"Downfall" asks three disturbing questions: How human do we want Hitler to be? How brave do we want the SS to be? And how much compassion have we for people trapped like rats on a sinking ship when they're all Nazis?
In other words, it tests us on the limits of our humanity, which is why it is so eerily fascinating.
It chronicles the last few days of the Thousand-Year Reich, a political entity that lasted 988 fewer years than its creators boasted. The setting, roughly, is Adolf Hitler's underground bunker in the government district of Berlin, and those nasty boys 300 yards away with all the tommy guns, they would be the Russian army.
But the film, nominated for the Best Foreign Language Film Oscar this year, is surprisingly non-claustrophobic. Other variants of this material -- "The Bunker" (1981) with Anthony Hopkins comes to mind, or "Hitler: The Last Ten Days" (1973) with Alec Guinness -- kept the camera in the hole with the nutcase with the trembling hand, the little blot of mustache and the rapidly shrinking career prospects. It's almost always like being locked in a phone booth with Sean Penn as he explains Method acting.
By contrast, Oliver Hirschbiegel's film is unexpectedly broad in the canvas it covers. It's close to being a vanished popular form, the epic, as it indeed tells the story of the downfall of Berlin in April and May of 1945. It flashes all over the dying city dynamically, visiting the Werewolf Units -- full of 10-year-old boys turned antitank commandos -- as well as hospitals choked with the elderly and the dying, the dangerous streets where fanatic Nazi vigilantes prowl in search of "deserters" to hang, and an on-street command post where an SS general tries to rally his troops for the hopeless fight, while he (and they) decide whether surrender is a viable option, or only death.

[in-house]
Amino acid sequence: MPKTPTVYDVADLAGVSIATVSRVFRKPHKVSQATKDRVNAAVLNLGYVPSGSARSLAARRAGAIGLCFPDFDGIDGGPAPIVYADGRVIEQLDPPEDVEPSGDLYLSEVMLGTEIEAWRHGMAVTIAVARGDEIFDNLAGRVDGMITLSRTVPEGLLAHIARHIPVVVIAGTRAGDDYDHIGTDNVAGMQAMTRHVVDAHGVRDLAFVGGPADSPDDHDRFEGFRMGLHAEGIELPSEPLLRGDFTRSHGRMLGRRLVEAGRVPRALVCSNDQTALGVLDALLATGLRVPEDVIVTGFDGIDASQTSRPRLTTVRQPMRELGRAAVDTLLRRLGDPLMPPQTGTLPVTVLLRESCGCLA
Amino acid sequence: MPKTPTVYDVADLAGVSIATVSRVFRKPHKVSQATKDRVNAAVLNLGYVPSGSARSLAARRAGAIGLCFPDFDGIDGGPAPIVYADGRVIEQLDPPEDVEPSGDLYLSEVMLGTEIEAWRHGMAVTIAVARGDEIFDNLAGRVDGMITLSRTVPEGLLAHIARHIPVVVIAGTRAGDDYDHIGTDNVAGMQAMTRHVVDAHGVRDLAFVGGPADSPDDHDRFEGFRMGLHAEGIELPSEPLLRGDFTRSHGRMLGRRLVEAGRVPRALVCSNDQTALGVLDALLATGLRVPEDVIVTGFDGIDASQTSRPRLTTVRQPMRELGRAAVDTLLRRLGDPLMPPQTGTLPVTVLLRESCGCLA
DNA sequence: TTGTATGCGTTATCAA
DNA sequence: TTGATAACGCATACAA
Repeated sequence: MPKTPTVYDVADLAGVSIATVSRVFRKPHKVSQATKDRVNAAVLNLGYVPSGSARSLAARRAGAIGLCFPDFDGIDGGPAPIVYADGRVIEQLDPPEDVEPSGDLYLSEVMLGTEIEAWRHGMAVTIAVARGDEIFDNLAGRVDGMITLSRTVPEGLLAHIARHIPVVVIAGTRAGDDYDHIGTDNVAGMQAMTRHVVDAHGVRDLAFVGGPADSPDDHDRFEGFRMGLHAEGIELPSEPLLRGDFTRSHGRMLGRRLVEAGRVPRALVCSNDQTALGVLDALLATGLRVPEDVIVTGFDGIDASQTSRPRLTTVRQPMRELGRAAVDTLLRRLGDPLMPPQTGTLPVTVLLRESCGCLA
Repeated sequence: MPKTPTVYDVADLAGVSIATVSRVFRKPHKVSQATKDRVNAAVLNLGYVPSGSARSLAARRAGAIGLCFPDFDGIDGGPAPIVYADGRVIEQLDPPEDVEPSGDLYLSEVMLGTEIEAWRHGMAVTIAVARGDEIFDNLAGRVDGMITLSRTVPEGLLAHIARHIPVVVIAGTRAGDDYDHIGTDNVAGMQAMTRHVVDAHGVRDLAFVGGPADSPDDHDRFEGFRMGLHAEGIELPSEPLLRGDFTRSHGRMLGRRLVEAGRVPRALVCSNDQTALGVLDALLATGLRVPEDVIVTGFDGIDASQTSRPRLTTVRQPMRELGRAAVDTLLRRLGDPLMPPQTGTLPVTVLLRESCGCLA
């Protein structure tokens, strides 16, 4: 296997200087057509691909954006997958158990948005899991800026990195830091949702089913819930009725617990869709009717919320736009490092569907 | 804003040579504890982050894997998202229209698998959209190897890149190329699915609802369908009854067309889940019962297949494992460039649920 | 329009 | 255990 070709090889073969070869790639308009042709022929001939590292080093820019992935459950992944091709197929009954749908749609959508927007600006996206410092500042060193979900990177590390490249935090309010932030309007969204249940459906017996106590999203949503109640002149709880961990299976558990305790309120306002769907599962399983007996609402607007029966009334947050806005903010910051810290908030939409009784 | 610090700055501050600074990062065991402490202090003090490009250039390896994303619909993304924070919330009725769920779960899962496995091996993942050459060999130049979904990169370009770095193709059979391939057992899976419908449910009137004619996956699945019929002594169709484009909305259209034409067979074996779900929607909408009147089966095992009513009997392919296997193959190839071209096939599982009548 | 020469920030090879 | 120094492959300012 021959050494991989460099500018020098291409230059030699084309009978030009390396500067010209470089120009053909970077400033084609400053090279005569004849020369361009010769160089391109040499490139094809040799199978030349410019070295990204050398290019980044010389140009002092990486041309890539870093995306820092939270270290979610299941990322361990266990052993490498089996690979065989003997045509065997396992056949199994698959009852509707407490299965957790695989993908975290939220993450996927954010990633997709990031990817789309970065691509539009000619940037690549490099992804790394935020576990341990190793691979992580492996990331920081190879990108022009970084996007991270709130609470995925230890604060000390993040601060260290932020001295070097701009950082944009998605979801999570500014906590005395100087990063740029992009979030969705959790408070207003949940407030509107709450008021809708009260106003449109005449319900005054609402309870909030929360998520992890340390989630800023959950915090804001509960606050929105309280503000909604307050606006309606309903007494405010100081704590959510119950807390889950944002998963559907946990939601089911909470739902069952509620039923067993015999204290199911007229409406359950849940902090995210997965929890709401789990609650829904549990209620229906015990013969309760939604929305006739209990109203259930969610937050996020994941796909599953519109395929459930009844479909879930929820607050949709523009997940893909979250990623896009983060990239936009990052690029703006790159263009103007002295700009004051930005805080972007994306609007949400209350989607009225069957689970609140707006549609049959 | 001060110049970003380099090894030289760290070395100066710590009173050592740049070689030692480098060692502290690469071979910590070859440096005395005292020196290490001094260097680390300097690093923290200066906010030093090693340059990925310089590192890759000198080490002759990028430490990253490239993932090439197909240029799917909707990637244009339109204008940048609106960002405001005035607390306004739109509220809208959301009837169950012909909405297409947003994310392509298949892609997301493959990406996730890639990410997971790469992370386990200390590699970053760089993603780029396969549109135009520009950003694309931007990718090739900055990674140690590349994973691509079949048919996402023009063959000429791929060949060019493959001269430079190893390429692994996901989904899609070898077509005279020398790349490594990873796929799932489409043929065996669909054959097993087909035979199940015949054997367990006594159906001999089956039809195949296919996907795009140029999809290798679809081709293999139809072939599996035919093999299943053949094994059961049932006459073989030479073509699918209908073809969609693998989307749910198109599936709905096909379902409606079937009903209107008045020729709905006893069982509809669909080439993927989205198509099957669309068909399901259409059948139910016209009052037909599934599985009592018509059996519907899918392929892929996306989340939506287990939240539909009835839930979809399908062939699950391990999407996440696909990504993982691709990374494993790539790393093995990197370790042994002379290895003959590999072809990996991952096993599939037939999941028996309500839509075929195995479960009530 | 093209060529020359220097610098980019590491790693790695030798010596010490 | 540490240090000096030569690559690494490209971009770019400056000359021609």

As a historical re-creation, it's meticulous. Only seven other viewers besides me will note the presence of the proper late-war-issue assault rifle, called an StG-44, in the hands of the German troops, a weapon that has appeared in almost no other movies. That bespeaks an attention to detail on the part of the filmmakers that's almost pedantic, but also reassuring. One can infer from it the larger reach of accuracy in uniform, vehicle, military protocol, haircut, even web gear, which is one reason why from the very first seconds a viewer believes totally in "Downfall."
But there are other reasons. Quite important is Hirschbiegel's style itself, which is restless and probing. He avoids docudrama cliches like clattering teletype announcements of time and date, or titles establishing character. His stock in trade, besides accuracy, is speed. You are simply there. Then, very quickly, you are somewhere else. It's thoroughly gripping in the way the scenes mount, the tensions accumulate; and although the ending is foreordained, it's still somehow dramatically powerful.
Of course the most important reason is the brilliance of the acting, which essentially gets at the movie's moral probity. The great Swiss-German actor Bruno Ganz plays Hitler, and this surely is one of the most daunting tasks in performance. Both Guinness and Hopkins, for my money, failed. The problems are enormous: Do you make Hitler camp? He's become a parody of evil, while at the same time his gestures and uber-familiar eccentricities -- that little smudge atop his lip, his own creepy nonchalance with the Sieg Heil salute that all the others snap out like ceremonial volleys, that baggy double-breasted brown coat he affected toward the end, the hank of hair hanging over the forehead -- make him weirdly comic, no matter how ghastly and inappropriate that may be.
Or do you make him a stock movie villain, another kind of cartoon, so over-the-top in his evil that he's unbelievable?